From Girl to Woman

Most of you know that I recently turned 30. It’s a milestone birthday, one that I considered pretty significant. I feel like I’ve now fully transitioned from a girl to a woman.

Okay, I know how monumentally stupid that has to sound to a lot of you who’ve read PBW for a while. I have two, not one but two, children who are turning twelve this year. How could I have possibly still considered myself a kid when I had kids myself?

Because I was. Here’s a secret that most people don’t know. Having a baby doesn’t mean you grow up right away. Being responsible doesn’t make you a grownup either. Lots of teenagers have serious responsibilities like jobs, caring for sick relatives, looking after younger siblings so that their parents can work.

This is different for everybody. It’s a very personal thing, growing up, and no one can really tell you at what point you are now an adult. Here, though, is what this transition looked like for me.

I’ve started actually caring about what I put in my body for healthy reasons.

I don’t care about being skinny, I’m just not built that way. I don’t care about being sexy, I already am. But I know that diabetes runs in my family, and I don’t want to lose a foot. So I’m careful about my diet. I’m eating less sugar, and more fresh food. More lean meats. And I avoid fast food with very few exceptions. Again, not because I care to look a certain way, but because I want to keep my health for as long as I can.

I’ve started caring more about my health in general.

Just overall, I’m becoming a healthier person. I’m taking vitamins, going to the doctors on time, exercising, meditating, getting enough sleep. You know, all the things we make our kids do when they’re little, and forget to do for ourselves. I’ve reached that age where I’m realizing that my day’s just a whole lot better if I’ve done these things.

I’ve learned what to invest my money in, and what not to.

Here’s a good rule of thumb. The longer you intend to keep something, the more money you should invest in it. If you’re one who likes makeup, consider the difference between foundation and lipstick. When you find a foundation that works for you, you can probably be comfortable using the same one, maybe a few different shades depending on the season. Lipstick, though, I change like the weather. So while I’ll put up to $30 on a good foundation, I’ll not spend more than $8 on a lipstick.

I’ve learned what to invest my time in, and what not to.

I spend a lot of time talking about time management, ironically, so I’m not going to bore you here. I’ll just say that I don’t watch as much tv as I used to. I don’t waste as much time as I used to. I don’t spend time with people I don’t want to anymore. I think this stems from the fact that every year, every single year, seems to be going faster. I swear it was just January last week. I can’t believe my kids are turning twelve, I’m convinced they’re still seven. It’s not so much that I pine for the time that’s passed, just that I don’t think that it feels real. I’m realizing, more and more, that I am going to get old. I’m not there yet, not by a long shot, but it’s coming.

This realization makes you value your time more.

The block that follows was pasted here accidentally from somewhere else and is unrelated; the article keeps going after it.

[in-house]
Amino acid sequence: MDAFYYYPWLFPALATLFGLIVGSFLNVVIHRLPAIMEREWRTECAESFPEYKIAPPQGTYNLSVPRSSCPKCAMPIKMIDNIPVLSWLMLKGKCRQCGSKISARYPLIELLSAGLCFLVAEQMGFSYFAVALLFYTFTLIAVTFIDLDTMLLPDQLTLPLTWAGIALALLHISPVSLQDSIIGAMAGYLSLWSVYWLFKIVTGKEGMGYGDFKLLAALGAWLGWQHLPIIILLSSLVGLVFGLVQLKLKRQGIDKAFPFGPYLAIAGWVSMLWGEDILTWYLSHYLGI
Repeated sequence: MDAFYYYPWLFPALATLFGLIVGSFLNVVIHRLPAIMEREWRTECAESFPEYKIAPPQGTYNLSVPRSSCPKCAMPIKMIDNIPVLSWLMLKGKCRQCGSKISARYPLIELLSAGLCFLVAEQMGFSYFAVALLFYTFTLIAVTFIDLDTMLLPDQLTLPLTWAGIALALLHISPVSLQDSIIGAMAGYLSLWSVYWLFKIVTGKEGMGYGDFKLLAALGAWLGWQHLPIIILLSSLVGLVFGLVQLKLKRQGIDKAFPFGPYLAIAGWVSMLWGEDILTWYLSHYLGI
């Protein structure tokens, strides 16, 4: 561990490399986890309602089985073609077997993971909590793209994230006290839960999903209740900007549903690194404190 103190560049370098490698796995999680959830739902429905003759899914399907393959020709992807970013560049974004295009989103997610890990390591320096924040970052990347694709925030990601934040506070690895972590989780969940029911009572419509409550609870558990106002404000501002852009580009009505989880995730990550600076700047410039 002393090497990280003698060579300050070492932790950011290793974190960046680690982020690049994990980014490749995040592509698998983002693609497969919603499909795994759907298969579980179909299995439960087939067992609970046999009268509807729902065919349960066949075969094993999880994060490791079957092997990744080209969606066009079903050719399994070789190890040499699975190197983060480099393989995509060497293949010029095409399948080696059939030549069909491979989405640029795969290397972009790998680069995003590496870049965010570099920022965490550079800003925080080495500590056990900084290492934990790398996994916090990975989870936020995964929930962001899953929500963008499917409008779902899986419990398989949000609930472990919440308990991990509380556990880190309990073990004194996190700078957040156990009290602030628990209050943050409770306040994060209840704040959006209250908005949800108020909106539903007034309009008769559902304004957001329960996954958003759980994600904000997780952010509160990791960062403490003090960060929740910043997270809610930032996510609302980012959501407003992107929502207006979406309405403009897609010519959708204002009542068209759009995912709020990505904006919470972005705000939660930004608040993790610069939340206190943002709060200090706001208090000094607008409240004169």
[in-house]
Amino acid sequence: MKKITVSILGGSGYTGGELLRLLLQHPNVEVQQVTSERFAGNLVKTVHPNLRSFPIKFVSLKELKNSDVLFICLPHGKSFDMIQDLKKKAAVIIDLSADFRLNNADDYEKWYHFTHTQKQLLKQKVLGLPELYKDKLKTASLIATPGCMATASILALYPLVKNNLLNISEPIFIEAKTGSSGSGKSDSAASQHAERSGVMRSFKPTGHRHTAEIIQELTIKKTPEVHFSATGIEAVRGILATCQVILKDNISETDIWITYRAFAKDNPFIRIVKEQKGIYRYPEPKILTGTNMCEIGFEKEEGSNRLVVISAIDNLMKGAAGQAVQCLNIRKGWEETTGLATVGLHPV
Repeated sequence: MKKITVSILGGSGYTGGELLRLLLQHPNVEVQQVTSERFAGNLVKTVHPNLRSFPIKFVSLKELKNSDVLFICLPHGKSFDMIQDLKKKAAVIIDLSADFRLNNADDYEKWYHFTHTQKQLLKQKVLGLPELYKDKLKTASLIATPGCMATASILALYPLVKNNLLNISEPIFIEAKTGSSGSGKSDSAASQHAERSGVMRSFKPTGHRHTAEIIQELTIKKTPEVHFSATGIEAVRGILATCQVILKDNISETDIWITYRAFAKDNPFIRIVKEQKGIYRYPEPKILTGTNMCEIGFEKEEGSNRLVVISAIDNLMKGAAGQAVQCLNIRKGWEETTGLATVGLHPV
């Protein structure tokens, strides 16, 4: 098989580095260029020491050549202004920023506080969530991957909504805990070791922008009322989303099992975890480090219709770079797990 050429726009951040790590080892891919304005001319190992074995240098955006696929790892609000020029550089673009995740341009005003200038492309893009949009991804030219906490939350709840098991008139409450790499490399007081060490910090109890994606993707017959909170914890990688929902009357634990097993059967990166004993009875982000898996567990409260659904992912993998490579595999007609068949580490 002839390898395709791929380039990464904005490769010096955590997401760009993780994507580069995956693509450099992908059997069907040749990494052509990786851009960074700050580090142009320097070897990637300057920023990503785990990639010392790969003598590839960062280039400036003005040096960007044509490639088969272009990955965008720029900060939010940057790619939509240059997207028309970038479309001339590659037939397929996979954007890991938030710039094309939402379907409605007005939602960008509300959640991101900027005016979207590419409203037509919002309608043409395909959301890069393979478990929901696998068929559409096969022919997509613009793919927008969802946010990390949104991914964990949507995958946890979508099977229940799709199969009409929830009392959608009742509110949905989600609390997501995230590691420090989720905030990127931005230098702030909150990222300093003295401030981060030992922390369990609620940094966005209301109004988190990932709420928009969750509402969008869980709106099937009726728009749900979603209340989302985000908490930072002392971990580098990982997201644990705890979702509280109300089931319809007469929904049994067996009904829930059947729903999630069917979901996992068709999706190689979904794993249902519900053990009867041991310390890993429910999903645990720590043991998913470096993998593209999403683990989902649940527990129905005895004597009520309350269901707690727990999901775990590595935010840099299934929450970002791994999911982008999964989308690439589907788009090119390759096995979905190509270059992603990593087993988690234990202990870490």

I’m pickier about my entertainment.

This goes hand in hand with being more careful about my time. My down time is limited, so I am far more intentional about what I spend it doing. I just did a whole post about why I’ll abandon a book, and I have the same criteria for quitting on a movie, even halfway through. I just don’t want to waste my time on comedians, writers or musicians that I don’t like. There are too many out there I do like.

I’m quicker to say what I think, and slower to care about it.

And I can’t tell you what a relief it’s been, not hiding my honest opinion. My emotional health has skyrocketed, and my stress is way down. And it’s so simple! Be honest about how you feel, tactfully. That’s all there is to it. “Look, you’re a great person, but this thing you did pissed me right the hell off.” That’s all there is to it.

The important thing here, though, is accepting the same when people do it to you. That is to say, if you finally get the nerve to tell you aunt that you don’t like her turkey recipe, and she tells you that she doesn’t like your pecan pie, you don’t get to be mad.

You see how freeing this can be, though. You don’t have to put up with things you don’t like anymore. Sometimes those things are going to be people, and maybe that’s okay, too. But when I started being honest about my feelings on politics, social issues, food, music, clothing and every other damn thing in my life, an amazing thing happened. The people in my life respected that. The ones that didn’t aren’t there anymore, and I don’t miss them.

I’m thinking more about the future.

I feel like when we’re kids, we’re very in the moment. I have always planned, but mostly for the week, month or year I was in right then. I’m not that way anymore. I can appreciate the moment, don’t get me wrong. I’m having a good day today, and I’m living that day. But I’m also thinking about things like what we’re going to do when we retire. I’m thinking seriously about our house, whether we want to rent to own it, or if we want to move again. If we move again, should it be before or after the kids move out? What am I going to do when they move out? That day seems a lot closer on this side of ten. I have a lot of changes to plan for in my thirties, and I want to deal with these changes intentionally. I want to be playing offense, not defense. (Sorry, preseason starts next month and I’m already getting pumped. #Steelernation!)

So, what do you think? Do you consider yourself a kid still, or do you feel all grown up? Why? Let us know in the comments section.

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